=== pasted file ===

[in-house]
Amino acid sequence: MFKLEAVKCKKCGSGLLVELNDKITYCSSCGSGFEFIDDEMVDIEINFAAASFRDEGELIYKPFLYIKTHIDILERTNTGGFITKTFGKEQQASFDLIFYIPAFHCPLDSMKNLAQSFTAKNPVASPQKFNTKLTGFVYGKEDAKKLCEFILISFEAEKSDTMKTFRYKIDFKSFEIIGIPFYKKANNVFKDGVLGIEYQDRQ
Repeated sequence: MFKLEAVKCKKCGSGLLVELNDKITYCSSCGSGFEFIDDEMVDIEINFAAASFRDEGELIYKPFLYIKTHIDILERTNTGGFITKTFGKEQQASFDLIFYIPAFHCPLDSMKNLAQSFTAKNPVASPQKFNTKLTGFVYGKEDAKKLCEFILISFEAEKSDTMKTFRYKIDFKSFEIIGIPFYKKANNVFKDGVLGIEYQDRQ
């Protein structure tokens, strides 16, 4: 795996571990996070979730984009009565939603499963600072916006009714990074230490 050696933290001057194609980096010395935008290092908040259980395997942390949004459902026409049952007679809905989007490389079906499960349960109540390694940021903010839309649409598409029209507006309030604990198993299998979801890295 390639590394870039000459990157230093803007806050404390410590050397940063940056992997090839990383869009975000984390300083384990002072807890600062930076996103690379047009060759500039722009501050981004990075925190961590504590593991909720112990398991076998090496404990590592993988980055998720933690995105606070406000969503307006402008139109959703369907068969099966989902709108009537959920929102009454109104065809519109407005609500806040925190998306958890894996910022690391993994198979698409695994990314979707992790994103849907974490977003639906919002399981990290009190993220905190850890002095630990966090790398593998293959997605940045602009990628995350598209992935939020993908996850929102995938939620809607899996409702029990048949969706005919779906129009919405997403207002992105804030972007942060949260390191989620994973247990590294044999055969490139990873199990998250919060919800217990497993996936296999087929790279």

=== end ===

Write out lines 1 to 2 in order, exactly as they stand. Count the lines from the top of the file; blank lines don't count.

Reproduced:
[in-house]
Amino acid sequence: MFKLEAVKCKKCGSGLLVELNDKITYCSSCGSGFEFIDDEMVDIEINFAAASFRDEGELIYKPFLYIKTHIDILERTNTGGFITKTFGKEQQASFDLIFYIPAFHCPLDSMKNLAQSFTAKNPVASPQKFNTKLTGFVYGKEDAKKLCEFILISFEAEKSDTMKTFRYKIDFKSFEIIGIPFYKKANNVFKDGVLGIEYQDRQ